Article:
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Rajasthan: Ruckus Aside, It's Clear BJP MLA-Elect’s Real Beef Is With Minorities

Acharya’s outburst is just an extension of his numerous shocking statements to polarise voters during his campaign.

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In recent years, India has seen mounting majoritarianism and a rising tide of hate and violence on religious lines. As polarising politics sharpens, minorities now face ceaseless attacks.

Not surprisingly, within hours of the Saffron brigade regaining power in Rajasthan, a newly-elected BJP MLA from Jaipur’s Hawa Mahal seat, Balmukund Acharya swung into action and raked up quite a row to shut down allegedly illegal meat shops in his area – a move that’s being seen as a not-so-subtle bid at moral policing aimed at targeting Muslims.

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BJP MLA Schools Meat Shop Owners, Police Hours After Win

In a video which went viral, the saffron-clad BJP MLA inspects meat shops in Jaipur’s Walled City area and orders a crackdown on shops selling cooked or raw meat on the streets. Acharya claims these meat-selling shops do not have licenses and are selling non-vegetarian food close to temples.

Speaking to an official on a call in front of media crews, Acharya demands, “All the non-veg stalls on the streets should vanish with immediate effect. I will take a report from you in the evening.”

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In another video, Acharya is seen at a non-vegetarian outlet, asks the owner to show his license, and accuses the outlet of illegal possession of land. At one point in the video, when a police official tries to reason with Acharya, the angry MLA shouts, "Police are trying to stop us. The administration is stopping us.” He even asserts, “Not even a single person here has a license. How will tourists come here?” And then the priest-turned-politician makes his most telling comment, “This is our Kashi, do you want to make it Karachi.”

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Islamophobia and Anti-Minority Comments

While many are shocked at his post-poll antics within hours of a narrow win by barely 900-odd votes, Acharya’s outburst is just an extension of his numerous shocking statements to polarise voters during the campaign.

Though he wasn’t even a known party leader, the BJP fielded him primarily due to his campaign for the upkeep of Hindu temples which he claimed were being damaged due to the Congress government’s 'appeasement politics’.
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All through his campaign, Acharya kept harping on temples being destroyed, idols being desecrated, Hindu girls being lured through ‘Love Jihad’, and cows being killed in order to polarise voters in Jaipur’s Walled City area where allegations of forced Hindu migration have often been made by BJP leaders.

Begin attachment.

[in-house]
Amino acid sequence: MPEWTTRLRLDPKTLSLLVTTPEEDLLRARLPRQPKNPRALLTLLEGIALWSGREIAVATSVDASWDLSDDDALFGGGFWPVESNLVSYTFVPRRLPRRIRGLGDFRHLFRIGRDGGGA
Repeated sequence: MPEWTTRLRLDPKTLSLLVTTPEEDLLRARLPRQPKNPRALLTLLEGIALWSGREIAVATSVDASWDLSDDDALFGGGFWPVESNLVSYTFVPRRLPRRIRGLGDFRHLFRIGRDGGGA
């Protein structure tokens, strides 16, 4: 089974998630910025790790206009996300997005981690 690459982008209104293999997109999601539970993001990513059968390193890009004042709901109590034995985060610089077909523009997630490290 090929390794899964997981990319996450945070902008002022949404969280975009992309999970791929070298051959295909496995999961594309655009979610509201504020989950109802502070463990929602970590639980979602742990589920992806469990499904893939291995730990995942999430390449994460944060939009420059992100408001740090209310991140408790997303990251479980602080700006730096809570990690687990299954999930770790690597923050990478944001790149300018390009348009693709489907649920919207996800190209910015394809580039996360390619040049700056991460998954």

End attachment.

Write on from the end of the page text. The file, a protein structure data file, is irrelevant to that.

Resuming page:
It must be remembered that the Hawa Mahal constituency has a substantial Muslim population and is one of Jaipur’s most communally-sensitive areas.
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Muslim Votes Contributed to Acharya’s Win

Notably, even before being sworn in, Acharya’s actions amount to taking the law into his own hands, and by threatening vendors from the minority community, he virtually seems to be discriminating among people in his own constituency which reflects scant regard for the law of the land. Far from following set legal norms and procedures, the actions of the MLA-elect seem a rather brazen bid to bully and threaten street-side hawkers and enterprises run by members of the minority community.

The action of the MLA-elect is also seen as an assault on the Right to Livelihood of poor, vulnerable vendors. Under the Street Vendors (protection of livelihood and regulation of street vending) Act of 2014, there can be no discrimination based on whether the food items sold are vegetarian or non-vegetarian.

According to this Act, vending zones were supposed to be created and town vending committees were expected to provide security to street vendors. But these committees have not yet acted on the demarcations nor have they issued vending licences. With these procedures still pending, Acharya’s effort to target non-veg vendors appears a patently unfair move. No wonder, the human rights organisation, PUCL issued a statement asking Acharya “not to engage in 'direct action’ against meat sellers” and claimed his actions were an "attack on people’s food and dietary practices.”

After many sane citizens slammed his antics on social media, Acharya claimed that what he did was “not threatening” to officials or to non-veg sellers. He was specially put on the backfoot by a former BJP minority cell chief in Jaipur highlighting that Acharya had got over a thousand votes from Muslim-dominated booths which were critical for his narrow win.